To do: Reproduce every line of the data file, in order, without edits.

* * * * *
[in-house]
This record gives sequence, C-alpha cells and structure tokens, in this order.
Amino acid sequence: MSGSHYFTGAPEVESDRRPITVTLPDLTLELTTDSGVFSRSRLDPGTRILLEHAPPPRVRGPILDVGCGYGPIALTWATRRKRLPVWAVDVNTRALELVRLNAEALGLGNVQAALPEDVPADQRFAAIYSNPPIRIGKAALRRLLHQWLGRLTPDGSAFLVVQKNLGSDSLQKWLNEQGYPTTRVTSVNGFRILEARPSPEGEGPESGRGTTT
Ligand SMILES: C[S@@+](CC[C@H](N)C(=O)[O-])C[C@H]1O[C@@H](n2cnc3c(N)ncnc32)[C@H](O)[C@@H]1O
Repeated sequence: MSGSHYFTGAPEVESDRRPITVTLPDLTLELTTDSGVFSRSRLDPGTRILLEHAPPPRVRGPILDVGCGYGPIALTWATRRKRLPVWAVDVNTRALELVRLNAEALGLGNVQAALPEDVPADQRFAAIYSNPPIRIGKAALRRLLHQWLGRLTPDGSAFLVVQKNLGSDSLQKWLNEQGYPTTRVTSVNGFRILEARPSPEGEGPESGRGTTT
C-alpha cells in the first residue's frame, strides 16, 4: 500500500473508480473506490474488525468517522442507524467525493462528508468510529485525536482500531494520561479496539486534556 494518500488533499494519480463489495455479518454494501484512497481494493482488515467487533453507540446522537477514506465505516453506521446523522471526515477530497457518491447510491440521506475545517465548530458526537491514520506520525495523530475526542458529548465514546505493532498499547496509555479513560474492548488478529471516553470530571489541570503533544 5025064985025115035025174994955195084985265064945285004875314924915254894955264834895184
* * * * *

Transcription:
[in-house]
This record gives sequence, C-alpha cells and structure tokens, in this order.
Amino acid sequence: MSGSHYFTGAPEVESDRRPITVTLPDLTLELTTDSGVFSRSRLDPGTRILLEHAPPPRVRGPILDVGCGYGPIALTWATRRKRLPVWAVDVNTRALELVRLNAEALGLGNVQAALPEDVPADQRFAAIYSNPPIRIGKAALRRLLHQWLGRLTPDGSAFLVVQKNLGSDSLQKWLNEQGYPTTRVTSVNGFRILEARPSPEGEGPESGRGTTT
Ligand SMILES: C[S@@+](CC[C@H](N)C(=O)[O-])C[C@H]1O[C@@H](n2cnc3c(N)ncnc32)[C@H](O)[C@@H]1O
Repeated sequence: MSGSHYFTGAPEVESDRRPITVTLPDLTLELTTDSGVFSRSRLDPGTRILLEHAPPPRVRGPILDVGCGYGPIALTWATRRKRLPVWAVDVNTRALELVRLNAEALGLGNVQAALPEDVPADQRFAAIYSNPPIRIGKAALRRLLHQWLGRLTPDGSAFLVVQKNLGSDSLQKWLNEQGYPTTRVTSVNGFRILEARPSPEGEGPESGRGTTT
C-alpha cells in the first residue's frame, strides 16, 4: 500500500473508480473506490474488525468517522442507524467525493462528508468510529485525536482500531494520561479496539486534556 494518500488533499494519480463489495455479518454494501484512497481494493482488515467487533453507540446522537477514506465505516453506521446523522471526515477530497457518491447510491440521506475545517465548530458526537491514520506520525495523530475526542458529548465514546505493532498499547496509555479513560474492548488478529471516553470530571489541570503533544 5025064985025115035025174994955195084985265064945285004875314924915254894955264834895184